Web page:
imagined idealized arbitrary-length vector types/operations at the C-- level
(mapped to reality via chunking it over fixed length vector instructions).

I see this is LLVM supports arbitrary length vectors as a first class type

http://llvm.org/docs/LangRef.html#t_vector
http://llvm.org/docs/LangRef.html#i_add

Looking at the C-- specification (section 2.4 -- page 10)

http://www.cminusminus.org/extern/man2.pdf

it seems this may not be such a good fit as it considers everything as fixed-
size bit collections (bits8, bits16, etc.) and booleans (bool).  Presumably
memory orientated primitive instructions are also out as they break the strict
load/store architecture.  Has anyone though of how to do this?

Some half baked suggestions

 - perhaps it should be fixed-size bit collections with repetition, or
 - built in primitives for instructions composition (i.e., a map operation)?

Cheers!  -Tyson

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Re: Faster Array#/MutableArray# copies

Simon Marlow-7
In reply to this post by Nathan Howell-2
On 18/02/2011 19:42, Nathan Howell wrote:

> On Fri, Feb 18, 2011 at 12:54 AM, Roman Leshchinskiy <[hidden email]
> <mailto:[hidden email]>> wrote:
>
>     Max Bolingbroke wrote:
>      > On 18 February 2011 01:18, Johan Tibell <[hidden email]
>     <mailto:[hidden email]>> wrote:> It seems like a sufficient
>     solution for your needs would be for us to
>      > use the LTO support in LLVM to inline across module boundaries - in
>      > particular to inline primop implementations into their call
>     sites. LLVM
>      > would then probably deal with unrolling small loops with
>     statically known
>      > bounds.
>
>     Could we simply use this?
>
>     http://llvm.org/docs/LangRef.html#int_memcpy
>
>
> Might be easier to implement a PrimOp inlining pass, and to run it
> before LLVM's built-in MemCpyOptimization pass [0]. This wouldn't
> generally be as good as LTO but would work without gold.
>
> [0] http://llvm.org/doxygen/MemCpyOptimizer_8cpp_source.html

Ideally you'd want the heap check in the primop to be aggregated into
the calling function's heap check, and the primop should allocate
directly from the heap instead of calling out to the RTS allocate().
All this is a bit much to expect LLVM to do, but we could do it in the
Glorious New Code Generator...

For small arrays like this maybe we should have a new array type that
leaves out all the card-marking stuff too (or just use tuples, as Roman
suggested).

Cheers,
        Simon

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Re: Faster Array#/MutableArray# copies

Johan Tibell-2
On Mon, Feb 28, 2011 at 9:01 AM, Simon Marlow <[hidden email]> wrote:

> On 18/02/2011 19:42, Nathan Howell wrote:
>>
>> On Fri, Feb 18, 2011 at 12:54 AM, Roman Leshchinskiy <[hidden email]
>> <mailto:[hidden email]>> wrote:
>>
>>    Max Bolingbroke wrote:
>>     > On 18 February 2011 01:18, Johan Tibell <[hidden email]
>>    <mailto:[hidden email]>> wrote:> It seems like a sufficient
>>    solution for your needs would be for us to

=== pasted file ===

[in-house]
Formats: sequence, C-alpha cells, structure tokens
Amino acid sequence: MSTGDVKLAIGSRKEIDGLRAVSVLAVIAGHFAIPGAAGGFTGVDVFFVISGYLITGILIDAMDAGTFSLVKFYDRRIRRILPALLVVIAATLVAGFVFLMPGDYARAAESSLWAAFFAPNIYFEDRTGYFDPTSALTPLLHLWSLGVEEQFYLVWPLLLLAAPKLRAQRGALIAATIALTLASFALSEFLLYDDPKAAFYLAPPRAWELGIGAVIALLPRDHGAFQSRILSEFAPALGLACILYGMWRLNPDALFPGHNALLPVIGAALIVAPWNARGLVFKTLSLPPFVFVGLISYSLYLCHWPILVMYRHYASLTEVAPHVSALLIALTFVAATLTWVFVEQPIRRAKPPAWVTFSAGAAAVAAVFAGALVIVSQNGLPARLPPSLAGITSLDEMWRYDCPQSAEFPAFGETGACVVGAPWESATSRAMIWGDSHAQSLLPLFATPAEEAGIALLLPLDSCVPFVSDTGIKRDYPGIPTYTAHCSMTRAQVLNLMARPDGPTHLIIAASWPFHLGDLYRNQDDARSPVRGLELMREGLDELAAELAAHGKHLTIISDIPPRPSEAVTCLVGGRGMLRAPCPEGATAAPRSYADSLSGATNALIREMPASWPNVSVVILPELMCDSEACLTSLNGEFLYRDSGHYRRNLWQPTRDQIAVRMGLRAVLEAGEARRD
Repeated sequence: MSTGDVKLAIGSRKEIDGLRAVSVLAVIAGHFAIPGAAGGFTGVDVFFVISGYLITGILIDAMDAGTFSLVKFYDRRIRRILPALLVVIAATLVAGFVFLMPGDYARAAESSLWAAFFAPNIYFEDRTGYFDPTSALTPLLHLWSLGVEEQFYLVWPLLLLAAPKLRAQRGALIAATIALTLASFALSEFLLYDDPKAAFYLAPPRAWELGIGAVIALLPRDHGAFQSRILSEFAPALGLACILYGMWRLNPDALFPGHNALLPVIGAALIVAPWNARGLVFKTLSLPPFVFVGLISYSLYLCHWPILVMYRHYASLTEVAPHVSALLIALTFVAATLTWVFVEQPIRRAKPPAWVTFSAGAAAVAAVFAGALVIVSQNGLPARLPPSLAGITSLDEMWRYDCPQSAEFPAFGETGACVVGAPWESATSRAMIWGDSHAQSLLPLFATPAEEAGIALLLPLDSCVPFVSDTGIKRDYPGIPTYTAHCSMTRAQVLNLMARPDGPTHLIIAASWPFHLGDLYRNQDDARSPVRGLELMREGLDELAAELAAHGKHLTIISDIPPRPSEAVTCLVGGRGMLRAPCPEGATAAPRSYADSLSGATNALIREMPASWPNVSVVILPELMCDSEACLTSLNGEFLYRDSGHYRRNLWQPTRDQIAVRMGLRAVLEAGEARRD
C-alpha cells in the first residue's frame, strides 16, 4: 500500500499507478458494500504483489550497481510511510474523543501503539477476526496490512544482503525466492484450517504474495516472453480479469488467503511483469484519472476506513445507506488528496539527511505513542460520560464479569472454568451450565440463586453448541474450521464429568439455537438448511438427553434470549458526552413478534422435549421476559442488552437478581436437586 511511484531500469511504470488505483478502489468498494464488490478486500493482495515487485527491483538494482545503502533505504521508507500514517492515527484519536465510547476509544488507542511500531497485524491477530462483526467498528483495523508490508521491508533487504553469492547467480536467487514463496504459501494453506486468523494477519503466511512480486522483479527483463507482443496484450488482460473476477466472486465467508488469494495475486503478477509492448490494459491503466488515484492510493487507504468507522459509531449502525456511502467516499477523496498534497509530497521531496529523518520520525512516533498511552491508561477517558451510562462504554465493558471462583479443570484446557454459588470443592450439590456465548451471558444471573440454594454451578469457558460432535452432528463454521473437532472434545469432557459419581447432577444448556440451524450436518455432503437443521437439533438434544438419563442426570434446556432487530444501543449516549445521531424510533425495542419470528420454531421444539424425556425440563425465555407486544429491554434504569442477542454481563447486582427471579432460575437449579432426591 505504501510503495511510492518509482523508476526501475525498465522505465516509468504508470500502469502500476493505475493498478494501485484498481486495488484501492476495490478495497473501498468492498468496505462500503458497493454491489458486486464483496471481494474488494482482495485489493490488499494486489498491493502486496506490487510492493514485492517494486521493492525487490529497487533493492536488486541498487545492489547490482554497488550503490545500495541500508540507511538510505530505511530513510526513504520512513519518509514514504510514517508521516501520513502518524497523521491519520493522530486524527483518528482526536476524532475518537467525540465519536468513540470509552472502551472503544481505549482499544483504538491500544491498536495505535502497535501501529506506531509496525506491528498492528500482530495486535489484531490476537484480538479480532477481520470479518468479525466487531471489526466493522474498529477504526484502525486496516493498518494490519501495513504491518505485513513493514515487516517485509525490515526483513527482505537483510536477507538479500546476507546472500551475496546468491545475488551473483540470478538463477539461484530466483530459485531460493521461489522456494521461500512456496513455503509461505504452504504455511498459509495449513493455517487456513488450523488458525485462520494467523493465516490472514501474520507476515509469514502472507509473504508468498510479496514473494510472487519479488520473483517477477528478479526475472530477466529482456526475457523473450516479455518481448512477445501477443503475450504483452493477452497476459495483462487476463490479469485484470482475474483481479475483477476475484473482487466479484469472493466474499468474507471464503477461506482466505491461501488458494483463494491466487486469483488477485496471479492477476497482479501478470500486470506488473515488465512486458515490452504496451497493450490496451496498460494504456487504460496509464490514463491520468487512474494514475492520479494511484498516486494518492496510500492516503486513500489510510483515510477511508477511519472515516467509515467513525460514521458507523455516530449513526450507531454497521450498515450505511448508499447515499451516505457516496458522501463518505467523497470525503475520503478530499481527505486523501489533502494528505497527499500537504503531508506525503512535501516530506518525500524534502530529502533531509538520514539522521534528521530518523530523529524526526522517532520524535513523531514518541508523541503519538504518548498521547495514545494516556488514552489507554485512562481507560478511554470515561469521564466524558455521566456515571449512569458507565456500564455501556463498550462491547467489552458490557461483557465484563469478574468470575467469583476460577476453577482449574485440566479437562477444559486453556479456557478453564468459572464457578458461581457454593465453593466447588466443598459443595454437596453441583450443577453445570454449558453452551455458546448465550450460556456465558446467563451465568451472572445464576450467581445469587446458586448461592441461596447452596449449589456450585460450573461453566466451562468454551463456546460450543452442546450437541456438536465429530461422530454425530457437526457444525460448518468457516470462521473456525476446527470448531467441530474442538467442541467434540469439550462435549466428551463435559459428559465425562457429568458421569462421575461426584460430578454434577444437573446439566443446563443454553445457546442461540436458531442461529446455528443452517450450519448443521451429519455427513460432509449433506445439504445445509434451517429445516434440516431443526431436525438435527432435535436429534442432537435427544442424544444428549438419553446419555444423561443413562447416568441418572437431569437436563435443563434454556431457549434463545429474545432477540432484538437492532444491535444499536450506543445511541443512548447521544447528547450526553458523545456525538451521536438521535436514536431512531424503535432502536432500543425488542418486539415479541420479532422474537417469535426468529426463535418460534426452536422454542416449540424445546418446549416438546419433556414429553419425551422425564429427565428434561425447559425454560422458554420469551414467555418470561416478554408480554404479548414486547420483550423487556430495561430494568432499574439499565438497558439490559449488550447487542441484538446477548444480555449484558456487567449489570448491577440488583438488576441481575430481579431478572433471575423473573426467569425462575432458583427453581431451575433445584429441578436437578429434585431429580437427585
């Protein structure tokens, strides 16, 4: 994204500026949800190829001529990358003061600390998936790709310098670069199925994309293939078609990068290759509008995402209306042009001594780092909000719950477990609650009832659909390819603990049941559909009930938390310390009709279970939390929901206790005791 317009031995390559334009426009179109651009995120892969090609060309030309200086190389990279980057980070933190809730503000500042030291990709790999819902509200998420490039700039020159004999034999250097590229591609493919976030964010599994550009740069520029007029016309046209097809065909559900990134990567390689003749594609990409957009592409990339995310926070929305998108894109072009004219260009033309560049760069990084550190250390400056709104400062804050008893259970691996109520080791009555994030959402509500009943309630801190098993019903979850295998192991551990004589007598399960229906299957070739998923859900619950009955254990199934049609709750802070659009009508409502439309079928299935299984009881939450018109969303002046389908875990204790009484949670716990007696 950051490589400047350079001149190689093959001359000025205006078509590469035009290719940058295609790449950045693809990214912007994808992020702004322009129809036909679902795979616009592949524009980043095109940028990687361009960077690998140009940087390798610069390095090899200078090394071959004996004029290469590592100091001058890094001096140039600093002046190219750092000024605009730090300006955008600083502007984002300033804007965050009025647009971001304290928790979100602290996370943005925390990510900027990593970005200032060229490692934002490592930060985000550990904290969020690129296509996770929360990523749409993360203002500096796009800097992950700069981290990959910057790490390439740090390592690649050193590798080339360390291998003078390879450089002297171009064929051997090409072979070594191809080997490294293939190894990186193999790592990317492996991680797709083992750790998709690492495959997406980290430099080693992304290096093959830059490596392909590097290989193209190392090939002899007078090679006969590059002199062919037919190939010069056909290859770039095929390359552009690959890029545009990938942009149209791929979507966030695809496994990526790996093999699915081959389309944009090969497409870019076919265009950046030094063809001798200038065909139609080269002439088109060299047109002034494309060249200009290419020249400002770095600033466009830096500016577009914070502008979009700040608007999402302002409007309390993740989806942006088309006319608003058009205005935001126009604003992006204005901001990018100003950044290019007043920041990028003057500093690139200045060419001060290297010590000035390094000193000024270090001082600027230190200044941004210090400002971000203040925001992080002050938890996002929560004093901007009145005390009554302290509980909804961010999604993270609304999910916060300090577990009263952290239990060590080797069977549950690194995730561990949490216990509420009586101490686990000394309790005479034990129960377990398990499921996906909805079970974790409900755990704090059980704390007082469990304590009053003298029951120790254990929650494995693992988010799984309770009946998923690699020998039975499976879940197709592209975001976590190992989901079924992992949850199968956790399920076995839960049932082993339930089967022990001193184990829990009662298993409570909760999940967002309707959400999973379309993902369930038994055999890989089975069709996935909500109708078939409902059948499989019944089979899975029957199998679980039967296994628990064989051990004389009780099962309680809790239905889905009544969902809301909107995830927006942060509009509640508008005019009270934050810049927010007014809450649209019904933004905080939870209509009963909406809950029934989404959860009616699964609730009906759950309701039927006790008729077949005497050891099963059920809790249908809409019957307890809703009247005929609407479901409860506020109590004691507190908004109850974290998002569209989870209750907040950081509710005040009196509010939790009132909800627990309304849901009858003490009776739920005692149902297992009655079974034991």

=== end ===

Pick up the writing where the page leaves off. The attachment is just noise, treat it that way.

>>     > use the LTO support in LLVM to inline across module boundaries - in
>>     > particular to inline primop implementations into their call
>>    sites. LLVM
>>     > would then probably deal with unrolling small loops with
>>    statically known
>>     > bounds.
>>
>>    Could we simply use this?
>>
>>    http://llvm.org/docs/LangRef.html#int_memcpy
>>
>>
>> Might be easier to implement a PrimOp inlining pass, and to run it
>> before LLVM's built-in MemCpyOptimization pass [0]. This wouldn't
>> generally be as good as LTO but would work without gold.
>>
>> [0] http://llvm.org/doxygen/MemCpyOptimizer_8cpp_source.html
>
> Ideally you'd want the heap check in the primop to be aggregated into the
> calling function's heap check, and the primop should allocate directly from
> the heap instead of calling out to the RTS allocate(). All this is a bit
> much to expect LLVM to do, but we could do it in the Glorious New Code
> Generator...
>
> For small arrays like this maybe we should have a new array type that leaves
> out all the card-marking stuff too (or just use tuples, as Roman suggested).

I might try to use tuples directly. It would be very ugly though as I
would need a sum type of 32 different tuple sizes.

Johan

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Re: Faster Array#/MutableArray# copies

Gábor Lehel
On Mon, Feb 28, 2011 at 6:29 PM, Johan Tibell <[hidden email]> wrote:

> On Mon, Feb 28, 2011 at 9:01 AM, Simon Marlow <[hidden email]> wrote:
>> On 18/02/2011 19:42, Nathan Howell wrote:
>>>
>>> On Fri, Feb 18, 2011 at 12:54 AM, Roman Leshchinskiy <[hidden email]
>>> <mailto:[hidden email]>> wrote:
>>>
>>>    Max Bolingbroke wrote:
>>>     > On 18 February 2011 01:18, Johan Tibell <[hidden email]
>>>    <mailto:[hidden email]>> wrote:> It seems like a sufficient
>>>    solution for your needs would be for us to
>>>     > use the LTO support in LLVM to inline across module boundaries - in
>>>     > particular to inline primop implementations into their call
>>>    sites. LLVM
>>>     > would then probably deal with unrolling small loops with